Taking an environmentally sensitive approach to pest management


Missouri Produce Growers



AUTHOR

Jaime Pinero
Lincoln University
(573) 681-5522
PineroJ@LincolnU.edu

Increasing beneficial insects for enhanced pollination and biological control using insectary plants

Jaime Pinero
Lincoln University
(573) 681-5522
PineroJ@LincolnU.edu

Published: December 30, 2015

Increasing beneficial insects for enhanced pollination and biological control using insectary plants

Honeybees, bumble bees, and ladybeetles are beneficial insects that most producers are able to recognize easily. However, there are many other types of beneficial insects such as predatory insects (lacewings, larvae of hover flies, minute pirate bugs, etc.) as well as parasitic flies and wasps which often are more difficult to recognize. Predatory insects and parasitic wasps kill many of the insect pests that otherwise would reproduce and damage your vegetables.

Encouraging natural enemy activity might reduce the oscillations in pest populations and regulate insect pests and mites below economic thresholds. Make sure to have insectary plants during the entire growing season. This may require re-seeding some plant species such as buckwheat and mustard.

Most species of beneficial insects require food in the form of pollen (a source of protein to reproduce), nectar (a source of energy to survive), as well as prey / hosts and shelter. Their effectiveness -- either, as pollinators or for natural pest control -- may not be met in agricultural landscapes if those types of resources are lacking. Thus, establishing flowering plants in and around fields to provide pollen and nectar resources for natural enemies has shown promise as a strategy to enhance biological control of crop pests.

Vegetable producers can increase the abundance of natural enemies of insect pests by planting insectary plants. Beyond providing effective natural pest control, the friendly insects also assist in pollination. For example, the larvae of hover flies are predators while adults assist with pollination.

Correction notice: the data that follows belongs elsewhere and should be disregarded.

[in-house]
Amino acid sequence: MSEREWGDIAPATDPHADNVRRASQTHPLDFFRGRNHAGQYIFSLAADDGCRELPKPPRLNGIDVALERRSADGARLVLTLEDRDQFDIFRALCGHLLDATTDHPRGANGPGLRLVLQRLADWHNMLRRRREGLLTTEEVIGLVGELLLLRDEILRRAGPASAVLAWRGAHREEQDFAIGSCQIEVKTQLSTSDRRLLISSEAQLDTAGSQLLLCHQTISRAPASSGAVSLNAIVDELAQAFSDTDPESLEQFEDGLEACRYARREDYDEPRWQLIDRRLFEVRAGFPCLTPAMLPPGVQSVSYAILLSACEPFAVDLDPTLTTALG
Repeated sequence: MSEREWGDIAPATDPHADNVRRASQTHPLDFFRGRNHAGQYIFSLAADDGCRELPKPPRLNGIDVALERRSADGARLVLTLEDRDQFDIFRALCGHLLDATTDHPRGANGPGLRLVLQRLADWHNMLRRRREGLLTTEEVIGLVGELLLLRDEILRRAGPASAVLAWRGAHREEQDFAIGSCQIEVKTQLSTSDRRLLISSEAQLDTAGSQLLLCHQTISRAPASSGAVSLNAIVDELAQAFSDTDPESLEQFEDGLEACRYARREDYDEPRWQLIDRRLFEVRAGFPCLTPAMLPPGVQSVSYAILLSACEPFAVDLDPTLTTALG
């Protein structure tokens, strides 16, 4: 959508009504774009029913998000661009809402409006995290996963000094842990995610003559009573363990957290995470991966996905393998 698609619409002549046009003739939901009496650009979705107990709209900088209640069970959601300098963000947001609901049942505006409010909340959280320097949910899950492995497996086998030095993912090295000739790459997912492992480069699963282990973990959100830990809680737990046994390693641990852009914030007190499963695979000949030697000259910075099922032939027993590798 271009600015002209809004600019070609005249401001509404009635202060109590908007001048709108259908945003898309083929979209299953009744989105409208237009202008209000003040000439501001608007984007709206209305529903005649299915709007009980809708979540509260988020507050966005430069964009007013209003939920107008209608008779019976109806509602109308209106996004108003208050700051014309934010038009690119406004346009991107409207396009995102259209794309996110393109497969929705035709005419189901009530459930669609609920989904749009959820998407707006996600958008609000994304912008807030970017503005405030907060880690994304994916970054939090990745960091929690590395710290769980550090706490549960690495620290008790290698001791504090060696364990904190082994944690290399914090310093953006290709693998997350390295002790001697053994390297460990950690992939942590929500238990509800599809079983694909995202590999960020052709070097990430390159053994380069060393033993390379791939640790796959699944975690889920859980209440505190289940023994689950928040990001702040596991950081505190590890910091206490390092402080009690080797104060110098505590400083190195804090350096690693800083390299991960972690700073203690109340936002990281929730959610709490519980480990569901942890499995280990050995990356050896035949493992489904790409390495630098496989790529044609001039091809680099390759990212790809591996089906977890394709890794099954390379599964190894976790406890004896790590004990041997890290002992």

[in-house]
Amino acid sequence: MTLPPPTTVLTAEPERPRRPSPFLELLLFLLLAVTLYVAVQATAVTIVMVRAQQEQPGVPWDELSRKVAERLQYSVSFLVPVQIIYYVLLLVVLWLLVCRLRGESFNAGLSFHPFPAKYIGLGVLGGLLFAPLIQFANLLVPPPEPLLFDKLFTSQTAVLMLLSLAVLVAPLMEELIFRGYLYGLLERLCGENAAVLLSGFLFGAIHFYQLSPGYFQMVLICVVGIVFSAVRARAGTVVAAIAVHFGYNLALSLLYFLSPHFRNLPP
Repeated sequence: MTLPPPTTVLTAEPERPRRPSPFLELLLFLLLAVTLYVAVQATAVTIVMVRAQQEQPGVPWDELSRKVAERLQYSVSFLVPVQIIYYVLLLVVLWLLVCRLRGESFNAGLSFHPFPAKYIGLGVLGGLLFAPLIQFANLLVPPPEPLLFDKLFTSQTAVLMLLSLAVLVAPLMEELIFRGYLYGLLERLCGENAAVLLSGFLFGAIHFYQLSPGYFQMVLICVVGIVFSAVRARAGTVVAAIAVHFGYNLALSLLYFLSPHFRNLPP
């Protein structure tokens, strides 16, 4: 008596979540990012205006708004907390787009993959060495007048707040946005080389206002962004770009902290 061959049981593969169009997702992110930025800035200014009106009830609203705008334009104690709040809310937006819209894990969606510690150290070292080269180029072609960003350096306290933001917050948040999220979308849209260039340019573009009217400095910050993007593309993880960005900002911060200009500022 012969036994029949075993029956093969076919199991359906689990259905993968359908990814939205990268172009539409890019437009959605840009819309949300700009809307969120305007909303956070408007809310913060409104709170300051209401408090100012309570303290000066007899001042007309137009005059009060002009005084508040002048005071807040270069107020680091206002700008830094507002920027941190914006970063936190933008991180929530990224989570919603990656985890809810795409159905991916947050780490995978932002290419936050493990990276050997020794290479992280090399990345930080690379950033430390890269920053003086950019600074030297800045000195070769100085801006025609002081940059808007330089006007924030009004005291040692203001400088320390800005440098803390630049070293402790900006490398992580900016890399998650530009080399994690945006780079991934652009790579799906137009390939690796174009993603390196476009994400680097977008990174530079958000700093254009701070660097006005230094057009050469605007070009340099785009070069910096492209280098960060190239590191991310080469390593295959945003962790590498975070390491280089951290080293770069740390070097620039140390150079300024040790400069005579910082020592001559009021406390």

What types of plants attract the most beneficials?

The top five plants that can be planted annually* are:

1. Sweet alyssum (white variety). It belongs to the mustard family. Flowering period is long (several months). Natural enemies attracted include minute pirate bug, lacewings and ladybugs (predators) as well as small parasitic wasps that can attack aphids and other small insects.
2. Buckwheat. It is very attractive to honeybees, hover flies, soldier beetles, parasitic wasps and parasitic flies. Plus, predatory insects including assassin bugs, shield bugs, and predatory stink bugs.
3. Fennel. This plant attracts many ladybeetles, wasps, and hover flies. Fennel is also a host plant for the caterpillars of the anise swallowtail butterfly.
4. Sunflower. This plant can attract predatory insects such as big-eyed bugs, wasps, lady beetles and predatory bugs.
5. Mustard. It is very attractive to lacewings, ladybeetles, and parasitic wasps that attack aphids and other small-sized insects.

*This list includes plant species that consistently have been identified through research and are also easy to establish / maintain. Dozens of other plant species can supplement this list.

natural enemies

   About IPM     Contact Us    Subscribe     Unsubcribe

Copyright © 2018 — Curators of the University of Missouri. All rights reserved. DMCA and other copyright information. An equal opportunity/access/affirmative action/pro-disabled and veteran employer.

Printed from: https://ipm.missouri.edu
E-mail: IPM@missouri.edu

REVISED: January 6, 2016